The Other Eddie
Back in the mid-80's I was a furniture mover. The company I worked for was run by a German-American Guy who loved Eddie Fisher..the crooner/movie star Eddie Fisher. This post is not about that Eddie Fisher. In fact, whatever charms the father of Carrie Fisher had were lost on me because of the amount of 50's pop I had to listen to while hauling crates around the warehouse working for Big Jim Messerschmidt. You see he loved 50's pop so much he piped it into his warehouse so we could hear it all day..lovely.
The Real Cliff Richard
But I digress.Most thankfully this post is not about that Eddie Fisher, or Huey, or Cliff. I'm here to pay tribute to the St.Louis-based guitarist Eddie Fisher, who passed away back in 2007, but left a legacy in the jazz,soul, blues, and funk fields. Eddie was born in Arkansas and moved to Memphis when he was 18. He made a name for himself in the Bluff City, securing gigs with Albert King and Solomon Burke. Then he settled and married in St.Louis, where he was a fixture at the Blue Note Club. He cut records for Chess, Stang,and his own Nentu label, while continuing to tour the world. Depite his travels though, he always kept St. Louis in his heart, working on community based music projects there, throughout his career.
Sometime around 1970, he cut his first album as a leader, the soul jazz flavored, The Third Cup. The record appeared on Chess Records' Cadet label..
Drink The Third Cup...
Scorched Earth (from The Third Cup)
The follow up came just a year later and was more in the funk vein, as Marshall Chess took over for dad Leonard, and tried to take Chess in a new direction. The hard to see album cover for Eddie Fisher & The Next One Hundred Years (and the tunes) show how psych and funk were the new thing at Chess..
Go get some psychfunk
Jeremiah Puckett (from The Next 100..)
All the while, Eddie was keeping an eye on his hometown, where things (especially in East St. Louis) were not doing so well. He became involved with Allan "Dealth" Merry, another cat who made a name for himself as a band leader and sideman out in the world, but returned home to serve his community. Mr. Merry started a community center, music school, record label, talent agency called Yodi Enterprises and he and Eddie Fisher cut a record for the venture. (This activity , the incredible story of Mr. Merry, and a bunch of great records are included on Numero's Eccentric Soul:The Young Disciples..)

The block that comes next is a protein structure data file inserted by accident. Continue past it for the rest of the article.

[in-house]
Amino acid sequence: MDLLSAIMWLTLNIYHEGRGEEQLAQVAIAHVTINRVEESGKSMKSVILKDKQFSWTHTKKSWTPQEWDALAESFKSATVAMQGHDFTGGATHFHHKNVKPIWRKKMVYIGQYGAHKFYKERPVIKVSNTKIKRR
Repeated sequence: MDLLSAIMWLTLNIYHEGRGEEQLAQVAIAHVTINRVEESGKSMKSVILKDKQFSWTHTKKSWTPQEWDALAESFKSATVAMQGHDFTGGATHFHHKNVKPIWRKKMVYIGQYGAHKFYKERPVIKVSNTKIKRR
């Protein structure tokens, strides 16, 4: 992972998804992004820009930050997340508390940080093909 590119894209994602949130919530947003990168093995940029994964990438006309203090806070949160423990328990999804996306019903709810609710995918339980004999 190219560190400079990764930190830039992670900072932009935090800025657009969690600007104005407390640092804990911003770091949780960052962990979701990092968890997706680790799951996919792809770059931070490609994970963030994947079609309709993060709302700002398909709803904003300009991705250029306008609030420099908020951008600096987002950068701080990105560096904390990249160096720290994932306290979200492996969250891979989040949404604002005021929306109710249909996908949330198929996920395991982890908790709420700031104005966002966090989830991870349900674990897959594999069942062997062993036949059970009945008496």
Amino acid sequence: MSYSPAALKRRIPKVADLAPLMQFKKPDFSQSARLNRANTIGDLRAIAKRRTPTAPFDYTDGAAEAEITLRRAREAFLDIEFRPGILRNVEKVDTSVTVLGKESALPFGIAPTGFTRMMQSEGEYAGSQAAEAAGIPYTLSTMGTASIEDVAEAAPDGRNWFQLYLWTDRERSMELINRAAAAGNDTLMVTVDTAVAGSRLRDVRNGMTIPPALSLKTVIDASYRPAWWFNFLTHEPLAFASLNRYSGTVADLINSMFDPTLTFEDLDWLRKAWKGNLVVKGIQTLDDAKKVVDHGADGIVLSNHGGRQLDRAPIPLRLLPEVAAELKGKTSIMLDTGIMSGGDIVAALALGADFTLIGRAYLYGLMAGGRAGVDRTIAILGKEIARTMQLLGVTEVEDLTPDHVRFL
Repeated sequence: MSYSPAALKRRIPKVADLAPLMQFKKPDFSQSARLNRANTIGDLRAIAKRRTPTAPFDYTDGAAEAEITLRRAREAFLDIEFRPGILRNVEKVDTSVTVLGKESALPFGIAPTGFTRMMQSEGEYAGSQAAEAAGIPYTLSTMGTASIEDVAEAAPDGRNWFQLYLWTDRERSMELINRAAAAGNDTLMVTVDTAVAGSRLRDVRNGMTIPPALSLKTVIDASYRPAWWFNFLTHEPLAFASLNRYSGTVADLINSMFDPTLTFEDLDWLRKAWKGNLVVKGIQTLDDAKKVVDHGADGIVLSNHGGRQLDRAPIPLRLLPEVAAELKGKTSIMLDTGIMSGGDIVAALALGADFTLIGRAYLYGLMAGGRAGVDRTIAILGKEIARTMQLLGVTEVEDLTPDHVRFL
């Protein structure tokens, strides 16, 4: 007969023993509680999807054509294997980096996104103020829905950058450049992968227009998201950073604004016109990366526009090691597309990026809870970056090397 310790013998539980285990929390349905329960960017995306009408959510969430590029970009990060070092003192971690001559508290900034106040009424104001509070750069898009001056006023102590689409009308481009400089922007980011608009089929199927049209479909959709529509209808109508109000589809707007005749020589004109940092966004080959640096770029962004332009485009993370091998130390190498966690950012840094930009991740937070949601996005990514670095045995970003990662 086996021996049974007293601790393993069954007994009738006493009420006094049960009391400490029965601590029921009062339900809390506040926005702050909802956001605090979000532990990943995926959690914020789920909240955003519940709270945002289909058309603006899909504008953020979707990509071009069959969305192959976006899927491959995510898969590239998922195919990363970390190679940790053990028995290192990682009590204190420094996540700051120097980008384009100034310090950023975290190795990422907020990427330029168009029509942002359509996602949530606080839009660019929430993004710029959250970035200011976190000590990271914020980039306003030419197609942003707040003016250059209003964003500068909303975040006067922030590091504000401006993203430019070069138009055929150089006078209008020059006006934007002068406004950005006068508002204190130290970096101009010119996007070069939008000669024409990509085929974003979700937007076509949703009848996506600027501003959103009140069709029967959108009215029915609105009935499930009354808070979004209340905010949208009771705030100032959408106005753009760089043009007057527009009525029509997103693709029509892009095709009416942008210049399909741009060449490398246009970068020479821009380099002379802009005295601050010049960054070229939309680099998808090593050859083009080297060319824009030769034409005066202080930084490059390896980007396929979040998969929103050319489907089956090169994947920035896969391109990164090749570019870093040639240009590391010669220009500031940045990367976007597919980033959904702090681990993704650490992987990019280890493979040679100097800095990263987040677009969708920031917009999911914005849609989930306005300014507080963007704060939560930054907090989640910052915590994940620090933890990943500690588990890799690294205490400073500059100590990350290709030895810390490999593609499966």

Mr. Fisher returned to touring his solo act and with Albert King and Solomon Burke for the next few years, not releasing another LP until 1977's Hot Lunch. Recorded for Sylvia Robinson's (of Mickey & Sylvia fame and later the owner of Sugar Hill Records) New Jersey-based Stang label, this offering is pure funk with more than a little Sly Stone influence.
Go get fed..
Give Me, Lend Me, Loan Me, Let Me Have
As the 80's approached Eddie began spending more time at home and started his own label, ran a community theater/ music venue with his wife, and capped it all off with an induction to the Arkansas Jazz Hall Of Fame (Louis Jordan, Pharoah Sanders, Herb Ellis are among the inductees) in 2004. When told about crate diggers making his 70's records highly collectible he was amused...
"We just appreciate that people are more interested in my music now," he says. "We just hope if they like The Third Cup they'll want to hear my new music. You can't get too focused on the past or on particular milestones in life. To me, it's all about the journey." (Riverfront Times).
Thanks to the crate diggers over at 4 Brothers Weekly, you can check out Eddie's (he goes by Edward here) 1985 ( very,very rare)Nentu Release, The Promise
His 2001 record 42nd Street pays tribute to his East St. Louis jazz roots at the Blue Note Club (a spot where Miles Davis cut his teeth), and is worth checking out as well.
I don't remember if Eddie Fisher was mentioned at the 2007 Grammy©'s, but his contributions should not go unrecognized. Folks who played with him, his peers, and his neighbors knew he was a good man.
" So the journey goes on: You just try and be yourself ... and hope at some point the recognition comes." (Riverfront Times)
RIP Eddie...we heard that.